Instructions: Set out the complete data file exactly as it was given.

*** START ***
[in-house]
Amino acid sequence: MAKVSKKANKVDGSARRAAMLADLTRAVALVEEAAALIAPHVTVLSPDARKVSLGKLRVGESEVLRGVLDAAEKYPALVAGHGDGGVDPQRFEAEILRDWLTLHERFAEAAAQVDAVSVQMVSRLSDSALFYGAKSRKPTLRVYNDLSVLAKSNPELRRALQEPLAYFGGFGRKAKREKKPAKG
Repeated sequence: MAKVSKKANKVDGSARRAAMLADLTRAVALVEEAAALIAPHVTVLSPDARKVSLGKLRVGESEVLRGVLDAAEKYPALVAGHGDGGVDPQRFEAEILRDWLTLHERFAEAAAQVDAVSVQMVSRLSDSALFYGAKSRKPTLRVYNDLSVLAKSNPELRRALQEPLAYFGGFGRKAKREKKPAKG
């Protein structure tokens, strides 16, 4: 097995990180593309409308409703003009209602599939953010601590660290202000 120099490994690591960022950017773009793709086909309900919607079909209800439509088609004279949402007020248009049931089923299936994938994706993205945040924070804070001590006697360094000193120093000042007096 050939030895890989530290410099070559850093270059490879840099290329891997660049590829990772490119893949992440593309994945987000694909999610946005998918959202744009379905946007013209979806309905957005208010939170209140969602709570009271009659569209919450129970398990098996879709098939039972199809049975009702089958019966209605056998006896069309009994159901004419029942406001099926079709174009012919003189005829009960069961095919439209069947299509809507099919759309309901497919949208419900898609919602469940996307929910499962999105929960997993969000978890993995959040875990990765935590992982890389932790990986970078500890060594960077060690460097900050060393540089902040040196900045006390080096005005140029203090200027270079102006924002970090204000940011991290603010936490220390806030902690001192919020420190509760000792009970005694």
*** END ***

[in-house]
Amino acid sequence: MAKVSKKANKVDGSARRAAMLADLTRAVALVEEAAALIAPHVTVLSPDARKVSLGKLRVGESEVLRGVLDAAEKYPALVAGHGDGGVDPQRFEAEILRDWLTLHERFAEAAAQVDAVSVQMVSRLSDSALFYGAKSRKPTLRVYNDLSVLAKSNPELRRALQEPLAYFGGFGRKAKREKKPAKG
Repeated sequence: MAKVSKKANKVDGSARRAAMLADLTRAVALVEEAAALIAPHVTVLSPDARKVSLGKLRVGESEVLRGVLDAAEKYPALVAGHGDGGVDPQRFEAEILRDWLTLHERFAEAAAQVDAVSVQMVSRLSDSALFYGAKSRKPTLRVYNDLSVLAKSNPELRRALQEPLAYFGGFGRKAKREKKPAKG
């Protein structure tokens, strides 16, 4: 097995990180593309409308409703003009209602599939953010601590660290202000 120099490994690591960022950017773009793709086909309900919607079909209800439509088609004279949402007020248009049931089923299936994938994706993205945040924070804070001590006697360094000193120093000042007096 050939030895890989530290410099070559850093270059490879840099290329891997660049590829990772490119893949992440593309994945987000694909999610946005998918959202744009379905946007013209979806309905957005208010939170209140969602709570009271009659569209919450129970398990098996879709098939039972199809049975009702089958019966209605056998006896069309009994159901004419029942406001099926079709174009012919003189005829009960069961095919439209069947299509809507099919759309309901497919949208419900898609919602469940996307929910499962999105929960997993969000978890993995959040875990990765935590992982890389932790990986970078500890060594960077060690460097900050060393540089902040040196900045006390080096005005140029203090200027270079102006924002970090204000940011991290603010936490220390806030902690001192919020420190509760000792009970005694």